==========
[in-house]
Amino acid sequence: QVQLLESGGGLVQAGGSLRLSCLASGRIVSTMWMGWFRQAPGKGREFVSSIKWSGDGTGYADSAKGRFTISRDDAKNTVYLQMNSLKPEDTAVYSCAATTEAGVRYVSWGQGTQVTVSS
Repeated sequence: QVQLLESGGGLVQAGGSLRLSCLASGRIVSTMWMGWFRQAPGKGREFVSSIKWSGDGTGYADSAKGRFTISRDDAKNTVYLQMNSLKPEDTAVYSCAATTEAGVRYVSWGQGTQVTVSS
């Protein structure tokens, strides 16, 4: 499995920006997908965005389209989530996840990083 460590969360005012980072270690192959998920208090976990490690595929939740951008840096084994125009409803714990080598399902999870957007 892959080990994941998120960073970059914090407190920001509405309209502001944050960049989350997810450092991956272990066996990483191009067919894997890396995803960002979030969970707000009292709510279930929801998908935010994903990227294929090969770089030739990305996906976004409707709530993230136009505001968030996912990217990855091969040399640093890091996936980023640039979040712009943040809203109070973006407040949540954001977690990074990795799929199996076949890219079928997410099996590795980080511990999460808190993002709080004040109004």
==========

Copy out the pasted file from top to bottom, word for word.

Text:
[in-house]
Amino acid sequence: QVQLLESGGGLVQAGGSLRLSCLASGRIVSTMWMGWFRQAPGKGREFVSSIKWSGDGTGYADSAKGRFTISRDDAKNTVYLQMNSLKPEDTAVYSCAATTEAGVRYVSWGQGTQVTVSS
Repeated sequence: QVQLLESGGGLVQAGGSLRLSCLASGRIVSTMWMGWFRQAPGKGREFVSSIKWSGDGTGYADSAKGRFTISRDDAKNTVYLQMNSLKPEDTAVYSCAATTEAGVRYVSWGQGTQVTVSS
């Protein structure tokens, strides 16, 4: 499995920006997908965005389209989530996840990083 460590969360005012980072270690192959998920208090976990490690595929939740951008840096084994125009409803714990080598399902999870957007 892959080990994941998120960073970059914090407190920001509405309209502001944050960049989350997810450092991956272990066996990483191009067919894997890396995803960002979030969970707000009292709510279930929801998908935010994903990227294929090969770089030739990305996906976004409707709530993230136009505001968030996912990217990855091969040399640093890091996936980023640039979040712009943040809203109070973006407040949540954001977690990074990795799929199996076949890219079928997410099996590795980080511990999460808190993002709080004040109004």